5 Most Common Allergy Symptoms in the US and their Treatments
- Posted on: Mar 10 2016
This entry was posted on Thursday, March 10th, 2016 and is filed under Blog by AENT Associates
Approximately 50 million Americans suffer from allergies, with symptoms such as nasal congestion, sneezing, itchy or watery eyes, sore throat being common in all parts of the country. Allergies are immune responses to environmental triggers such as trees pollen, grass, and ragweed. If you have seasonal allergies, your immune system reacts strongly to these triggers. Besides seasonal allergies, many people have perennial allergies or ‘perennial allergic rhinitis’ caused by dust mites, molds, feathers, and pet dander.
Most people are not completely aware of their allergic triggers despite experiencing persistent health issues. To help bridge the gap, this post discusses five common allergy symptoms and possible treatments.
1. Sinus Pressure or Sinusitis
Sinuses are a connected system of hollow cavities in the skull that are located behind the eyes, forehead, nose, and cheeks. Problems arise when a cold, nasal polyps, or a deviated septum create congestion in those areas. Additionally, dust mites, pollen, and mold can also lead to sinusitis by causing inflammation.
Types of Sinuses
- Ethmoid – Between the eyes
- Frontal – Lower center of the forehead
- Sphenoid – Behind the nasal cavity
- Maxillary – Behind the cheekbones
Applying a warm moist cloth over the face and inhaling steam a few times a day are some of the basic ways of treating sinuses. You can also use a nasal spray to mitigate the issue. If the problem persists for more than a week, consult an ENT specialist.
2. Itchy Eyes
Itchy eyes, also known as “Allergic Conjunctivitis” or “Ocular Allergies”, are the most common allergic symptoms that affect one in five Americans. The problem may cause temporary blurriness, redness, burning eyes, and swollen eyelids.
Eye allergies happen due to an issue in our immune system. When the mucous membrane lining of the inner surfaces of the eyelids comes in contact with pollen and other dust particles. the body responds immediately by releasing antibodies such as Histamine in an attempt to fight them. The result is water, itchiness, and redness in the eyes.
The treatments for nasal and eye allergies are similar. To avoid itchy eyes, keep the windows shut during seasons when the air is full of pollen. Cover your eyes with a sunglass when you walk outside. Try not to rub your eyes as this will aggravate the issue. Also, place a cold washcloth over the eyes. If your eyes are dry and itchy, you may use an eye drop that contains antihistamine, or go for a prescription allergy medication.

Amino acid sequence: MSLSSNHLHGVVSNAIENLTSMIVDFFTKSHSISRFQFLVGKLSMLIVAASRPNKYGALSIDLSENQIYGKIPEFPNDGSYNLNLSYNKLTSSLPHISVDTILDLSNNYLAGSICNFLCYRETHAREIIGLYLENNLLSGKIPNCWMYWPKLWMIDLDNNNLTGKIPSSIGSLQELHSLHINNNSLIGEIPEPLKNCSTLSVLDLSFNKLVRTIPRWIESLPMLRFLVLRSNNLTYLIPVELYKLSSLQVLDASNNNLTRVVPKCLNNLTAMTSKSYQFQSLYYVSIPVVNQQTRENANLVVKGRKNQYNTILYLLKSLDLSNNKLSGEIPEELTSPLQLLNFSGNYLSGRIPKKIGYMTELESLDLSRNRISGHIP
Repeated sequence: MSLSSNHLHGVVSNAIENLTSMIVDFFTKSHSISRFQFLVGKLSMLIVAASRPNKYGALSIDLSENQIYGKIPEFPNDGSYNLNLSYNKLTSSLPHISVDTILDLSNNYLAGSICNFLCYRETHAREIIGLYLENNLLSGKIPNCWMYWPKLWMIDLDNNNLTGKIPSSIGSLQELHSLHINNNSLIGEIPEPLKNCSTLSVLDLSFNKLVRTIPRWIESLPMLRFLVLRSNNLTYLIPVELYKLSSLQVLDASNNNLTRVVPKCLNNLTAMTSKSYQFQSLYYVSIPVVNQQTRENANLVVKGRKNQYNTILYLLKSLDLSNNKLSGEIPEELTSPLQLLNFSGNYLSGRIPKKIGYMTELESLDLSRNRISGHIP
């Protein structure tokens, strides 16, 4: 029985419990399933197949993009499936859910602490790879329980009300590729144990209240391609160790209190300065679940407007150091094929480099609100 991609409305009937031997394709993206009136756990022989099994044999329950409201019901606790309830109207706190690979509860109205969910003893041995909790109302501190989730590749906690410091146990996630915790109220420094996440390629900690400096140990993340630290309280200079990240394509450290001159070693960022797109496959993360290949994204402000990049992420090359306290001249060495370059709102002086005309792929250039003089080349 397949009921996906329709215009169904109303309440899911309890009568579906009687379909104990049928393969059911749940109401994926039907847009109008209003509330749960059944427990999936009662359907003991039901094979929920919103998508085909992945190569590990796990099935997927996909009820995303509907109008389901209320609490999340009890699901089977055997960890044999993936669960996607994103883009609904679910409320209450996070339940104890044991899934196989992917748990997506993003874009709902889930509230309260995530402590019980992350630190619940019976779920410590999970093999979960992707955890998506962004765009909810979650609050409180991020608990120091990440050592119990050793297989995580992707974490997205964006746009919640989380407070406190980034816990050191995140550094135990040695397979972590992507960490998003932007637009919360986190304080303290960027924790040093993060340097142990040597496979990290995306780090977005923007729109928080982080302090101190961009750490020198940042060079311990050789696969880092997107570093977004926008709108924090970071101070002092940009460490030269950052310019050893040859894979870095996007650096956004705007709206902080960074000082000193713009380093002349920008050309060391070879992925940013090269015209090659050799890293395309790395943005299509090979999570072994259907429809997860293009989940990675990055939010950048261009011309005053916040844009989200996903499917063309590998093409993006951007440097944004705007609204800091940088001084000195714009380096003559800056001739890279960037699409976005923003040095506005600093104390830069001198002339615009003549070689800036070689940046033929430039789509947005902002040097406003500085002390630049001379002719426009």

3. Stuffy or Running Nose
The issue of stuffy or runny nose manifests when our body produces Histamine – an organic nitrogenous compound that triggers our natural immune responses to allergens such as tree pollens and dust mites. As the first line of defense, over-the-counter medicines can help reduce the swelling in your nose and clear the breathing passage.
You can mitigate the issue of congestion by using nasal irrigation wherein you can use a nasal rinse to flush out excess mucus from the nasal cavity. Antihistamines, cromolyn sodium sprays, and decongestants can also help you reduce nasal allergy symptoms. Always read the instructions carefully and understand them before taking any over-the-counter medicines. Avoid using decongestant nasal sprays for more than three days. Consult an ENT and allergy specialist if the problem persists.
4. Post Nasal Drip
The human body usually produces one to two quarts of mucus that helps prevent bacterial and viral infections. When our system produces more than the usual amount of mucus, it drips down back of the throat and leads to post-nasal drip. This thickening or extra production of mucus happens due to a number of reasons including colds, flu, allergies, sinusitis causing pain and irritation.
Keep yourself away from dust and other pollen as they trigger allergies. Drink extra fluids. A saline nasal spray can be effective to thin the mucus. If the problem persists, consult a doctor.
Also called “Sternutation,” sneezing is the process through which the body tries to get rid of the irritants from the nose and throat. Though sneezing helps remove bacteria and viruses to protect our body, it becomes annoying in extreme situations. Besides, common cold, nose injury, rhinitis, inflammation of the nasal cavity lining, allergens such as dust, pollen, and mold trigger sneezing.
Using an over-the-counter antihistamine can help reduce sneezing, especially if you can’t avoid the allergen causing it. If this medication doesn’t help, better see a health specialist.
Seasonal Allergy Treatment in Houston, TX
Whether you or someone you know suffers from a seasonal or perennial allergy, there is no point in prolonging the misery. Consult an ENT and allergy specialist to find out the exact triggers that cause the problem in the first place, and seek a comprehensive treatment. If you wish to learn more about allergies and their prevention, feel free to connect with our ENT specialists for a free consultation. You can also check the allergies section of our website to learn more about our allergy treatments and procedures.
Posted in: Allergy